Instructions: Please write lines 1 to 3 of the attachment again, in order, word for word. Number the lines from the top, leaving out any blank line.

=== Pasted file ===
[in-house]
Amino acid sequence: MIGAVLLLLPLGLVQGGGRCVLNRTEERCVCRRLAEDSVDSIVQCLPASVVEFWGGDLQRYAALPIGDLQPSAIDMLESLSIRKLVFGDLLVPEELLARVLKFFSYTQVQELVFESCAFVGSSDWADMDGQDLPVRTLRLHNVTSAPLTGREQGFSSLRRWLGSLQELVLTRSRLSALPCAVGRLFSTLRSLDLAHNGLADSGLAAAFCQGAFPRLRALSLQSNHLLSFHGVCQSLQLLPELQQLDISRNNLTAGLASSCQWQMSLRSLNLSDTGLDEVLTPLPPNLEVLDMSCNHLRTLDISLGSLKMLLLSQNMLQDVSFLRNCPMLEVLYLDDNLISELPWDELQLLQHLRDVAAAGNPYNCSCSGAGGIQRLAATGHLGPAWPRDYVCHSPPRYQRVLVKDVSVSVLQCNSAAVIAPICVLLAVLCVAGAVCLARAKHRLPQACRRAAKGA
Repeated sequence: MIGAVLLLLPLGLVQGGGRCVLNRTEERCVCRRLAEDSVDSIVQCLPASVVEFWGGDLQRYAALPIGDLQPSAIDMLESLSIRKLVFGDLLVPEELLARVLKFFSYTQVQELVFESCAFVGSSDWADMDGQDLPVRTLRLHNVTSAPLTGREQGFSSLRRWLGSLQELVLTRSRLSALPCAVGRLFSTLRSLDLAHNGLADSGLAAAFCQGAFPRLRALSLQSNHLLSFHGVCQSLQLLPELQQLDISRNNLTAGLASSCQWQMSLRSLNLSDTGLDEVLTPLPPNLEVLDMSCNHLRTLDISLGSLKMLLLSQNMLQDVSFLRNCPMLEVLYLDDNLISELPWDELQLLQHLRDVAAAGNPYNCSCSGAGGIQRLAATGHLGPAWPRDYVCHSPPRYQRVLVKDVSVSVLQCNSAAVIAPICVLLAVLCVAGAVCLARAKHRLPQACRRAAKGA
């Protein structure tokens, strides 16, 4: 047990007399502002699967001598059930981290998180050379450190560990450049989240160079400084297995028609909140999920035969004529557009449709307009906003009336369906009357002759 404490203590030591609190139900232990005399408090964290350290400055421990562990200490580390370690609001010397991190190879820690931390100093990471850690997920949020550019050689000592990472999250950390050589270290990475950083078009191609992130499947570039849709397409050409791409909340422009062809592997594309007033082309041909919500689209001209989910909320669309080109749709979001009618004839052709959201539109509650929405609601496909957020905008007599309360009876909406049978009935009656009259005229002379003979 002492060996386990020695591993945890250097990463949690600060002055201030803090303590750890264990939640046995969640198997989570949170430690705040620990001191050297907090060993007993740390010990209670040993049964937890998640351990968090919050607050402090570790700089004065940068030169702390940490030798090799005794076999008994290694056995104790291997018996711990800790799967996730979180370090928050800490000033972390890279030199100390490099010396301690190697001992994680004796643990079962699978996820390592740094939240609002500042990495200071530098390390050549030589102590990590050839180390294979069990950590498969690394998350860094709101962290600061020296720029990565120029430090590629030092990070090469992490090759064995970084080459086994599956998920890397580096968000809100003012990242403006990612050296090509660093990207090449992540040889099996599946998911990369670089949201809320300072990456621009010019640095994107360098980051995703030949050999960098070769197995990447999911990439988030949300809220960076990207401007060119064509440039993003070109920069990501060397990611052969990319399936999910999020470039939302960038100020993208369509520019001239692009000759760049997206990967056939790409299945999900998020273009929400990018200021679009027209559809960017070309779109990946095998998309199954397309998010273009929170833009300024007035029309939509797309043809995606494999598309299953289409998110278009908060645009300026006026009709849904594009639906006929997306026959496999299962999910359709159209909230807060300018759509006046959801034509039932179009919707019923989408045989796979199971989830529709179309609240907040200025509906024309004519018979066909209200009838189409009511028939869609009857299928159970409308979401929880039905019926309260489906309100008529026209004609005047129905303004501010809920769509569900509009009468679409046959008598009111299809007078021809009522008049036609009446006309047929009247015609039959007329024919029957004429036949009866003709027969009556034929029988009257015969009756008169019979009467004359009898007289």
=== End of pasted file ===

[in-house]
Amino acid sequence: MIGAVLLLLPLGLVQGGGRCVLNRTEERCVCRRLAEDSVDSIVQCLPASVVEFWGGDLQRYAALPIGDLQPSAIDMLESLSIRKLVFGDLLVPEELLARVLKFFSYTQVQELVFESCAFVGSSDWADMDGQDLPVRTLRLHNVTSAPLTGREQGFSSLRRWLGSLQELVLTRSRLSALPCAVGRLFSTLRSLDLAHNGLADSGLAAAFCQGAFPRLRALSLQSNHLLSFHGVCQSLQLLPELQQLDISRNNLTAGLASSCQWQMSLRSLNLSDTGLDEVLTPLPPNLEVLDMSCNHLRTLDISLGSLKMLLLSQNMLQDVSFLRNCPMLEVLYLDDNLISELPWDELQLLQHLRDVAAAGNPYNCSCSGAGGIQRLAATGHLGPAWPRDYVCHSPPRYQRVLVKDVSVSVLQCNSAAVIAPICVLLAVLCVAGAVCLARAKHRLPQACRRAAKGA
Repeated sequence: MIGAVLLLLPLGLVQGGGRCVLNRTEERCVCRRLAEDSVDSIVQCLPASVVEFWGGDLQRYAALPIGDLQPSAIDMLESLSIRKLVFGDLLVPEELLARVLKFFSYTQVQELVFESCAFVGSSDWADMDGQDLPVRTLRLHNVTSAPLTGREQGFSSLRRWLGSLQELVLTRSRLSALPCAVGRLFSTLRSLDLAHNGLADSGLAAAFCQGAFPRLRALSLQSNHLLSFHGVCQSLQLLPELQQLDISRNNLTAGLASSCQWQMSLRSLNLSDTGLDEVLTPLPPNLEVLDMSCNHLRTLDISLGSLKMLLLSQNMLQDVSFLRNCPMLEVLYLDDNLISELPWDELQLLQHLRDVAAAGNPYNCSCSGAGGIQRLAATGHLGPAWPRDYVCHSPPRYQRVLVKDVSVSVLQCNSAAVIAPICVLLAVLCVAGAVCLARAKHRLPQACRRAAKGA